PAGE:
I know this is high level rocket science, but... 1. The label on the unit tells the voltage. Always. 2. The polarity can be determined with a visual inspection of the board at the connector, they will have at least one filter capacitor, with a marked plus lead. -- I'm never going to grow up.
On Mon, 20 Feb 2012 07:49:59 -0500, PeterD <peter2@hipson.net> wrote:

>I know this is high level rocket science, but... > >1. The label on the unit tells the voltage. Always. > >2. The polarity can be determined with a visual inspection of the board >at the connector, they will have at least one filter capacitor, with a >marked plus lead. >
The polarity of the connector is also almost always on the AC powered product ID label as well. OR it can be ID'd from the cord feeding the plug sometimes too. The 'icon' on the device being powered sometimes shows the polarity 'desired' by it as well. Look closely at the logo at the power pin, if there is one. The standard is typically "center positive" because the connector design is usually such that the barrel (outer) connects first. Or for whatever reason, it has been pretty much the de-facto method. There are, however "center negative" versions as well. So much for adopting and maintaining standards. Maybe we should ring the necks of all the dopes who stubbornly did it "their way" anyway. I have also used in a design, types which have a threaded ferrule on them and actually attach to the device the get plugged into. I would want that exposed ferrule to be chassis, which is usually negative.
On Mon, 20 Feb 2012 08:26:40 +0000, Martin Brown
<|||newspam|||@nezumi.demon.co.uk> wrote:

>I wonder how many of us have old modems/WiFis/Routers salted away in a >dark cupboard waiting for the day when they might be needed again for >something? (usually helping a charity with their IT needs) > >The main annoyance is that the wall warts and even laptop PC supplies of >old span a crazy range of random voltages and both polarities. And the >PSU often dies or simply gets lost leaving the unit orphaned. > >That isn't too much of a problem since modern switched mode supplies and >fit anything connectors are easy enough to come by. The really annoying >thing in recycling kit for a charity where the original PSU is lost is >that in most cases neither the manual nor the unit itself states whether >the power connector is positive or negative centre pin. The lost PSU of >course displays which voltage, current and polarity it outputs but the >unit requiring power very often does not. > >Now you could take it apart, but more often just play Russian roulette >and see if the LEDs light. Why can't manufacturers label the connector >with (+)- or (-)+ nnV/mmA? I am fed up with just seeing "POWER". > >That label tells me nothing I can't already guess from the type of >connector - what I really want to know is what voltage and polarity! > >Does anyone else find this annoying?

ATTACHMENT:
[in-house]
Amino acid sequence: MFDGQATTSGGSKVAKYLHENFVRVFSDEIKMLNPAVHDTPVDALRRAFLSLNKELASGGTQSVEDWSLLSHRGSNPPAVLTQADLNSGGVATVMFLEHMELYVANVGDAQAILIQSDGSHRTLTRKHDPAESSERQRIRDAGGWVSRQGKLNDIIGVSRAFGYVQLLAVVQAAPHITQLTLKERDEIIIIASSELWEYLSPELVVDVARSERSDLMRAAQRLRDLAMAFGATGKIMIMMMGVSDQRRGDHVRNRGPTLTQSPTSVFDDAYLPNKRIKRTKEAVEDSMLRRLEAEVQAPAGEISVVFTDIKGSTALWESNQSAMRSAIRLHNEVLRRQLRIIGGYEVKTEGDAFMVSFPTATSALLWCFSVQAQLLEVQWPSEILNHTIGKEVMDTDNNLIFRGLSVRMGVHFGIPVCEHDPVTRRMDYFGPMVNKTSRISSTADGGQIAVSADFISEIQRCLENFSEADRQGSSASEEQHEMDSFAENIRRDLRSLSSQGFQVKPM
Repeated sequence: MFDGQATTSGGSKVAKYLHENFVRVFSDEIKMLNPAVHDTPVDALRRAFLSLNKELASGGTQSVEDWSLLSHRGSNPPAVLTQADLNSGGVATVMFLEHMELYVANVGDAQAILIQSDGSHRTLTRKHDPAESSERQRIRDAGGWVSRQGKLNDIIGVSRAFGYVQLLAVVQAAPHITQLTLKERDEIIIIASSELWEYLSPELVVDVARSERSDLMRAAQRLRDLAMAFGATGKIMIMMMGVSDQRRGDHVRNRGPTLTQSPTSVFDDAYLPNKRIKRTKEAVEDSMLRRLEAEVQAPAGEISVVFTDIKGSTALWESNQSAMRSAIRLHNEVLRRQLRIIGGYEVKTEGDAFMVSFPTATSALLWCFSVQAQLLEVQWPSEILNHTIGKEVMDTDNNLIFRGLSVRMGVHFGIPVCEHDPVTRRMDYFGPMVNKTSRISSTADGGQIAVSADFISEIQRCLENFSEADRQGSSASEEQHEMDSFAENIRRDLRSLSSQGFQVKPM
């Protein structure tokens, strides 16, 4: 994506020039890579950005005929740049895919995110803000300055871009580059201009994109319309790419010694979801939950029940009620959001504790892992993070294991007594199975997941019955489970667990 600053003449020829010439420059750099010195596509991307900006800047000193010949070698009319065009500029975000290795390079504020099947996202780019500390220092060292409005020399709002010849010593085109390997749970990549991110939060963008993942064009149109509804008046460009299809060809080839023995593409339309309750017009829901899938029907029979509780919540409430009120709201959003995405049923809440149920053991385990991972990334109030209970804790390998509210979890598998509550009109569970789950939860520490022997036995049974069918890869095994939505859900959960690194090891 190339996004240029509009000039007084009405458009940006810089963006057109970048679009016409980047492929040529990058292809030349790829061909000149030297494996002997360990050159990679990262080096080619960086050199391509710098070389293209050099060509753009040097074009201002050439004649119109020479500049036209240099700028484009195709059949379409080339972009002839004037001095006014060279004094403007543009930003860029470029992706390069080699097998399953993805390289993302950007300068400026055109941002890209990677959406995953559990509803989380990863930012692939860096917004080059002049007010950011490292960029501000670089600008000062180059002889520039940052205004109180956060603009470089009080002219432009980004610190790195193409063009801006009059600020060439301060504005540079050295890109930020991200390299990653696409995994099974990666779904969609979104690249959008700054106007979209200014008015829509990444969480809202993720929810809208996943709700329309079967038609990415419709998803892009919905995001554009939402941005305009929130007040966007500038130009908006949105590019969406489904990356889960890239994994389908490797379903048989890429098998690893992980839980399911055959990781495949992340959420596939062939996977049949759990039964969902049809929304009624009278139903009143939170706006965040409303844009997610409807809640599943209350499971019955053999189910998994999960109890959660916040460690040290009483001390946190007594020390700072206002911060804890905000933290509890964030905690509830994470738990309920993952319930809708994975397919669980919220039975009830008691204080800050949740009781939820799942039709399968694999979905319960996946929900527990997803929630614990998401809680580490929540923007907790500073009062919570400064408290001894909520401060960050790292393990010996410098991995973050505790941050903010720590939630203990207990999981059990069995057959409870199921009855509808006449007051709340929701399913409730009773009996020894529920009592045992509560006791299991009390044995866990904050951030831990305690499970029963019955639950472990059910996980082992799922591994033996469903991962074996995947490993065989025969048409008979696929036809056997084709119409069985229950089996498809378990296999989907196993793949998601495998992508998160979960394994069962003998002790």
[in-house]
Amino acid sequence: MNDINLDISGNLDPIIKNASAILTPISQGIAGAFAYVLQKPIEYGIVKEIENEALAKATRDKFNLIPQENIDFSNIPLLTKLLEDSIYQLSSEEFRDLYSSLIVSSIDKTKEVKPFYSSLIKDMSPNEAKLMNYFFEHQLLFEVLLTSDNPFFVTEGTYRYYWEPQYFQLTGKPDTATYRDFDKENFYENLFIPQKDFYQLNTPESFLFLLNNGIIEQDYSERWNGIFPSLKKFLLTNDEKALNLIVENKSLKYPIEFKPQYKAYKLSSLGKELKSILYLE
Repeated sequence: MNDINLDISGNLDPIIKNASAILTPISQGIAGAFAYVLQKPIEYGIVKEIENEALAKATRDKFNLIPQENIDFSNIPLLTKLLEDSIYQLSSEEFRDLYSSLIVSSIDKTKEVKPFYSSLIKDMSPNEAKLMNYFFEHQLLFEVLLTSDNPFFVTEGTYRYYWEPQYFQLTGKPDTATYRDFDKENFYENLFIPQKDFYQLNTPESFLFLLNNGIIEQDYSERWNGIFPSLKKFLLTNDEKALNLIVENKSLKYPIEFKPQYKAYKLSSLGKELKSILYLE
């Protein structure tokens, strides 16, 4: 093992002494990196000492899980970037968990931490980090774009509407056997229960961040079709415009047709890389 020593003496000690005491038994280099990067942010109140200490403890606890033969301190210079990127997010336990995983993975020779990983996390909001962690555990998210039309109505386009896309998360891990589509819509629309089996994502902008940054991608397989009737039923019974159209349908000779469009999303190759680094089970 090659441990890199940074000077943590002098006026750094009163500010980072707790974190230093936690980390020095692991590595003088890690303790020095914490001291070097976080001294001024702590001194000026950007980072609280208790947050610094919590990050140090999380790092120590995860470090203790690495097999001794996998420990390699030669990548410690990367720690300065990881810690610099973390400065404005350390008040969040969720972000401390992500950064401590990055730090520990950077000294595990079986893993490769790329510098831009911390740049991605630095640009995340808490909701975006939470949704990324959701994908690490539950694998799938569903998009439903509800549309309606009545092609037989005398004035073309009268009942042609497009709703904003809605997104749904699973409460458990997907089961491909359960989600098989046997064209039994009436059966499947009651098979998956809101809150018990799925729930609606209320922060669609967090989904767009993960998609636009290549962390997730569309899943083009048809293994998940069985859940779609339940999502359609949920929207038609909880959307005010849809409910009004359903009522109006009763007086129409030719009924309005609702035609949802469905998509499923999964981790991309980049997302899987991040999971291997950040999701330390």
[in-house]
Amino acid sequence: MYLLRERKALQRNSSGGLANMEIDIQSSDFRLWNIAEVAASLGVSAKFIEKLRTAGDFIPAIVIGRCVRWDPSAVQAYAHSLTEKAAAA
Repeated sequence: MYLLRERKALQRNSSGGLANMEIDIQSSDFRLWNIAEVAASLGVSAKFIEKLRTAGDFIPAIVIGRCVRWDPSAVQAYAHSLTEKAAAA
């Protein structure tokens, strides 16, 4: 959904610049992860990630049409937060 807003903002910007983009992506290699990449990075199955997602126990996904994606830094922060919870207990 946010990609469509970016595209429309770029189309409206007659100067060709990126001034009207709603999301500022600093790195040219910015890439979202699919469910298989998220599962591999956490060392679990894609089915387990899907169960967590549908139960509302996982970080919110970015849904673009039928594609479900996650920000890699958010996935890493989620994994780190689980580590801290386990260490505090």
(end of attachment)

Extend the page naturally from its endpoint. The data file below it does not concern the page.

If you but a model K901 Ethernet switch, why doesn't the wart have a label "For model K901" ?
Hi Martin,

On 2/20/2012 1:26 AM, Martin Brown wrote:
> I wonder how many of us have old modems/WiFis/Routers salted away in a > dark cupboard waiting for the day when they might be needed again for > something? (usually helping a charity with their IT needs) > > The main annoyance is that the wall warts and even laptop PC supplies of > old span a crazy range of random voltages and both polarities. And the > PSU often dies or simply gets lost leaving the unit orphaned. > > That isn't too much of a problem since modern switched mode supplies and > fit anything connectors are easy enough to come by. The really annoying > thing in recycling kit for a charity where the original PSU is lost is > that in most cases neither the manual nor the unit itself states whether > the power connector is positive or negative centre pin. The lost PSU of > course displays which voltage, current and polarity it outputs but the > unit requiring power very often does not.